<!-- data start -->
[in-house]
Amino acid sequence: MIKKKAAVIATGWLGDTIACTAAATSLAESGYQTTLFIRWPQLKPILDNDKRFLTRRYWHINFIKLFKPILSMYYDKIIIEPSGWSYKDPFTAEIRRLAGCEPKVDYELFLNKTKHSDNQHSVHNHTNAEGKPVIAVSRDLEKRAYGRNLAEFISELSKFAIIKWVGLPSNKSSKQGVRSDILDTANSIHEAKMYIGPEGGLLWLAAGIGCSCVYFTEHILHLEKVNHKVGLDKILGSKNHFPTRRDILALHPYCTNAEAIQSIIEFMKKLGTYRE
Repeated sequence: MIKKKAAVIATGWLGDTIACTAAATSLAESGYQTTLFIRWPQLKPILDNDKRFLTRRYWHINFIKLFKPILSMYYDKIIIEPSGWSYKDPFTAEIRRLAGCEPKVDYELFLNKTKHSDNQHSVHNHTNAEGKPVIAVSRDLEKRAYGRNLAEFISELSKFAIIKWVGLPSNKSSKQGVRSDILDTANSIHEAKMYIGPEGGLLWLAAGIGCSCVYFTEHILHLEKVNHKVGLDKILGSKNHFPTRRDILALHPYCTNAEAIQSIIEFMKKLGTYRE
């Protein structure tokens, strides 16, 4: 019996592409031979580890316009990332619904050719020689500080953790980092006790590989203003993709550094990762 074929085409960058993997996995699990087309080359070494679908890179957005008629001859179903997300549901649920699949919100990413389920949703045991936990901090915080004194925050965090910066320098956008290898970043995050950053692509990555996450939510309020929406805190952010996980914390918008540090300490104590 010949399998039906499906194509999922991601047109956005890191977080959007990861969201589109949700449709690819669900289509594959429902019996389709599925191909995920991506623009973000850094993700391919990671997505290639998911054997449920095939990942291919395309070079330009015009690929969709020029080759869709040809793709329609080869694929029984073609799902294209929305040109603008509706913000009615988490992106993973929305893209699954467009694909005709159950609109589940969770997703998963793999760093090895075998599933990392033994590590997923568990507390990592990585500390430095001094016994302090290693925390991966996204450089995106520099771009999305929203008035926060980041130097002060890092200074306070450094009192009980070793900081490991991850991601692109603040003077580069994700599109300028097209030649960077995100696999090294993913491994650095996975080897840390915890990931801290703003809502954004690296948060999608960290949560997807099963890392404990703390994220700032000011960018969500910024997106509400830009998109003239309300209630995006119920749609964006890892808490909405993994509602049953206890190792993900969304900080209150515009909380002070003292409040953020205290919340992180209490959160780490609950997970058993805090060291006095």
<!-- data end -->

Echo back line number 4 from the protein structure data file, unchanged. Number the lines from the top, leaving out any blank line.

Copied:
């Protein structure tokens, strides 16, 4: 019996592409031979580890316009990332619904050719020689500080953790980092006790590989203003993709550094990762 074929085409960058993997996995699990087309080359070494679908890179957005008629001859179903997300549901649920699949919100990413389920949703045991936990901090915080004194925050965090910066320098956008290898970043995050950053692509990555996450939510309020929406805190952010996980914390918008540090300490104590 010949399998039906499906194509999922991601047109956005890191977080959007990861969201589109949700449709690819669900289509594959429902019996389709599925191909995920991506623009973000850094993700391919990671997505290639998911054997449920095939990942291919395309070079330009015009690929969709020029080759869709040809793709329609080869694929029984073609799902294209929305040109603008509706913000009615988490992106993973929305893209699954467009694909005709159950609109589940969770997703998963793999760093090895075998599933990392033994590590997923568990507390990592990585500390430095001094016994302090290693925390991966996204450089995106520099771009999305929203008035926060980041130097002060890092200074306070450094009192009980070793900081490991991850991601692109603040003077580069994700599109300028097209030649960077995100696999090294993913491994650095996975080897840390915890990931801290703003809502954004690296948060999608960290949560997807099963890392404990703390994220700032000011960018969500910024997106509400830009998109003239309300209630995006119920749609964006890892808490909405993994509602049953206890190792993900969304900080209150515009909380002070003292409040953020205290919340992180209490959160780490609950997970058993805090060291006095």